Members of the South African Institute of Professional Accountants (SAIPA) need to be aware of the legislation involved when accepting an engagement from a public school. There are several risks involved with self-review and SAIPA members with clients in the education sector must take note of the potential pitfalls of doing the school’s “audit”.
A Professional Accountant (SA) may not audit financial statements, says Faith Ngwenya, Technical and Standards Executive at SAIPA. An audit may only be done by a registered auditor and conducted in terms of the Audit Professions Act. The only form of assurance service that may be offered by a SAIPA member is an independent review.
“Many times, a school doesn’t have the resources to prepare their own financial statements. If they have appointed a member of SAIPA for this task, the SAIPA professional must take precautionary measures to address the threat that exists when the client expects them to handle the preparation of the establishment’s financial statement as well as conduct an independent review on those same financial statements,” says Ngwenya.
Legalities involved with separation of duties
According to the South African Schools Act, the governing body of a public school must draw up annual financial statements in accordance with the guidelines determined by the Member of the Executive Council within three months of the end of each financial year. Within six months of the end of each financial year, a copy of the annual audited financial statements must be submitted to the heads of the regional education department.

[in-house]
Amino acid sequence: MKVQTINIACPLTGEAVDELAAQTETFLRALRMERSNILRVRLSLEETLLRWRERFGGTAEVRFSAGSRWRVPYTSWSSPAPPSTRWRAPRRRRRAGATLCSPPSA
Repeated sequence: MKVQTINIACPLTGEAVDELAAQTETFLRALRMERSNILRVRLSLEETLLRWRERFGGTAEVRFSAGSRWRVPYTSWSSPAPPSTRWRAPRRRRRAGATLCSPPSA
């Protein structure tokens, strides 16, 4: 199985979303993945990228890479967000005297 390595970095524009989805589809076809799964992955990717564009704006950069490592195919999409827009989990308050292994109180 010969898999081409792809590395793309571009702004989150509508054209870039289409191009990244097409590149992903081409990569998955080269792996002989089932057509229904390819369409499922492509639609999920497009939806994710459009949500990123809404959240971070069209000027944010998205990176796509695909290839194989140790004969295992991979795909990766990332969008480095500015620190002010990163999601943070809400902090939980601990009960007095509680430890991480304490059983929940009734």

The auditor/independent reviewer should not do the bookkeeping of the school, other than the year-end journals and adjustments. According to the International Standard of Review Engagements (ISRE 2400), the audit/review of the school’s financial statements must not be carried out by the same accounting professional who was involved in the preparation of the statements.